Making Peace and Fulfilling Promises

Enforcing Peace

(1) It is related by Umm Kulsoom, (daughter of ‘Uqba bin Abi Mu’ait), that the Apostle of God said: “He is not a liar or a sinner who tries to make peace among people who are on bad terms with one another and, with that end, carries reports of goodwill and well-wishing from one party to the other and says good things (that may have a conciliatory effect).”

–          Bukhari and Muslim

Commentary

Sometimes it happens that there is a great deal of ill-will between two persons or groups which may even lead to bloodshed. When passions are aroused, each party, in fact, considers itself justified in causing as much loss and suffering to the other as possible.

If, in these circumstances, someone strives to bring about reconciliation between them, and, with that object, conveys things of friendliness and amity from one party to another which it may not have, actually said, or done, then this act of his will not amount to false hood.

Promise

To fulfill a promise is a practical form of trustworthiness while to break it is identical, in effect, to untruthfulness. The holy Prophet has, thus, stressed upon us the need to discharge every engagement and keep a promise when we make one.

To fulfill one’s promises is among the few moral virtues about which the holy Prophet has said that he could give the assurance of forgiveness in After-life to those who possessed them. The Prophet is also reported to have said that “he who does not fulfill his promise has no share in Faith.”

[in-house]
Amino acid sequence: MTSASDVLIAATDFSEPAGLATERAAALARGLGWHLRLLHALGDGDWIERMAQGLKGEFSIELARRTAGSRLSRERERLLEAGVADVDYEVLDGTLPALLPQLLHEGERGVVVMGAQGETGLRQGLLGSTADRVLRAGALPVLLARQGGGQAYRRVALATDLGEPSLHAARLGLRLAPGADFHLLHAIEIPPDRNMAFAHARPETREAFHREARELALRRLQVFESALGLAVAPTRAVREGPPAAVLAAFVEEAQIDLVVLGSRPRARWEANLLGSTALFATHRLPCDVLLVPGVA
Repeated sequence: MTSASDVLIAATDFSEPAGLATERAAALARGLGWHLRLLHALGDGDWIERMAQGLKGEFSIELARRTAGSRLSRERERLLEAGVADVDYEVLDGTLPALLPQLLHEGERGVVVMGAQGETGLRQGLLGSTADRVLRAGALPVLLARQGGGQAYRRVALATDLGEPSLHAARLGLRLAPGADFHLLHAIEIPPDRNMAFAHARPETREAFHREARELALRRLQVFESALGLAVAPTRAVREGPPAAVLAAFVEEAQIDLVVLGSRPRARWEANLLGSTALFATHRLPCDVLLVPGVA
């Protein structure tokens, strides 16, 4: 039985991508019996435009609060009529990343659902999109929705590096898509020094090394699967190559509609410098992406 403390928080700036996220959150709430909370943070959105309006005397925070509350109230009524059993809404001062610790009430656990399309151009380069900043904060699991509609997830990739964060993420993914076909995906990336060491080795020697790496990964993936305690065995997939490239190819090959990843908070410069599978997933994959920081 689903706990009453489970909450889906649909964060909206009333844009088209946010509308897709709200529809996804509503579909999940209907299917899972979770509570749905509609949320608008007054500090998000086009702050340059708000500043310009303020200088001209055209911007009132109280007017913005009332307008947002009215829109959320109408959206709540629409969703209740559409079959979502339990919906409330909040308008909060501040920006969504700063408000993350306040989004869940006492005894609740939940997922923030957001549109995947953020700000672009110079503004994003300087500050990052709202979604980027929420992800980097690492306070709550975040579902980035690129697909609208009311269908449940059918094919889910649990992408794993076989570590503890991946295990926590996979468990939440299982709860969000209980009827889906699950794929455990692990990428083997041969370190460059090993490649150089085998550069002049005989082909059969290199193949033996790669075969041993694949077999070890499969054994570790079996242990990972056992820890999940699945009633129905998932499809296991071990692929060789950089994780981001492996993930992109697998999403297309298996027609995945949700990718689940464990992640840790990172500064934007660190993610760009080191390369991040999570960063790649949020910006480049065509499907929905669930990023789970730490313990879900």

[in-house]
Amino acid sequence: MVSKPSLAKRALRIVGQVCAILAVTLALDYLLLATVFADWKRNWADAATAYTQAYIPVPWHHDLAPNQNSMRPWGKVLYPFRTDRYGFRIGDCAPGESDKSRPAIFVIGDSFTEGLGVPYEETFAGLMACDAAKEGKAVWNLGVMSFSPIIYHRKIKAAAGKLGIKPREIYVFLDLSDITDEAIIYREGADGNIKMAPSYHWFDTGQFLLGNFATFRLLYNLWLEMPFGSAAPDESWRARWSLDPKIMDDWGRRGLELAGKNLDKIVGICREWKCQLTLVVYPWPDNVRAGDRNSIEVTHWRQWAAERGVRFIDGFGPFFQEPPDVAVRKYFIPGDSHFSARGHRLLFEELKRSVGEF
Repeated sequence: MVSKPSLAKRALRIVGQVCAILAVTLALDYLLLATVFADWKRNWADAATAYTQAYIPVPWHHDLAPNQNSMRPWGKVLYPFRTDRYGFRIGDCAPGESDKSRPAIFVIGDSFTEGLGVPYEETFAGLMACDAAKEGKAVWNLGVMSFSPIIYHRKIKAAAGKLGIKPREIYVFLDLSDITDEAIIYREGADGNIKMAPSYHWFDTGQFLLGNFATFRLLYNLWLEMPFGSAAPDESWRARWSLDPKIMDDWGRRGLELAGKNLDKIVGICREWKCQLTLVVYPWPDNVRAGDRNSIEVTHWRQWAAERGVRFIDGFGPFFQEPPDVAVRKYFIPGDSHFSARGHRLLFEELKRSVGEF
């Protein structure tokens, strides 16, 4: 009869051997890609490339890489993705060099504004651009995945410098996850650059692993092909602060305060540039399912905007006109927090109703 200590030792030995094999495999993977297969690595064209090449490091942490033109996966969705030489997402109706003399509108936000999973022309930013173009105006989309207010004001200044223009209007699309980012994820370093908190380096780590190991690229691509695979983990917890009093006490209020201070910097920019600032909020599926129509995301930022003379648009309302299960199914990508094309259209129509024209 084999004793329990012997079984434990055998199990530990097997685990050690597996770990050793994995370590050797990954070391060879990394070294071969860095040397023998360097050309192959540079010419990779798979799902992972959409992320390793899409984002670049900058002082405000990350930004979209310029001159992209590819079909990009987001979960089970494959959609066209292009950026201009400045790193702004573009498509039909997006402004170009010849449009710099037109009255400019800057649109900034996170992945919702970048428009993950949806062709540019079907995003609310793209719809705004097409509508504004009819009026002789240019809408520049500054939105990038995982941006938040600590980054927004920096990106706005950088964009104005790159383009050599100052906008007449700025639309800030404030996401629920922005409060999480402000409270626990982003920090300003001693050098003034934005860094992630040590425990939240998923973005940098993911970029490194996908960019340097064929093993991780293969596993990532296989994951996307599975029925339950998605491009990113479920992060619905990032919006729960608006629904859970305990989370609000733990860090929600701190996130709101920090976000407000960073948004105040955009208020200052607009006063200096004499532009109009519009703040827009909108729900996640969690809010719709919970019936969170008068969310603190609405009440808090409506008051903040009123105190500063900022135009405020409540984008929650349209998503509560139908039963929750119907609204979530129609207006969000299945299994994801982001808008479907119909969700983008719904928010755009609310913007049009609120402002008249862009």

(2) It is related by Abu Hurairah that the Apostle of God said: “The signs of a Hypocrite are three: when he speaks, he is false; when he promises, he fails; and, when he is trusted, he betrays.”

–          Bukhari and Muslim

Commentary

These immoral practices bear a close relationship with hypocrisy and a sincere Believer should stay clear of them. Whoever possesses these habits is a Hypocrite, if not in the sphere of faith, at least in the sphere of conduct.

In another version of the same Tradition, reproduced in Sahih Muslim, it is added that though such a person may be observing Salah and Sawm, and he may also be professing to be a Muslim, he is a hypocrite, all the same, owing to these habits.

(3) It is related, on the authority of Ali and Abdullah bin Masood that the Apostle of God said: “Promise, too, is a kind of debt (and should, therefore, be repaid).”

Tabrani

Commentary

It denotes that if a person promises to give anything to anyone or do him some other favour or enters into an arrangement with him, he should fulfill it, as a matter of duty. Nevertheless, should the promise be relating to a thing which is forbidden by the Shariat or involves the violation of the rights of anyone, it will not be binding. The duty will, then, lie in ignoring it and there will be no sin on its non-fulfillment, but reward for compliance with the holy law.

(4) It is related by laid bin Arqan who relates that the Apostle of God said: “If a person promises his brother to visit him and it is also his intention to do so, but (owing to some reason), he cannot go at the appointed time then there is no sin on him.

–          Abu Dawood and Tirmizi

 

Commentary

The emphasis, in it, is on intention. If the man really meant to fulfill the engagement, but could not do so on account of one thing or another, he will not be a defaulter in the sight of God. But if the intention was not there, and it was only a deception, then he would, doubtlessly, be called to account.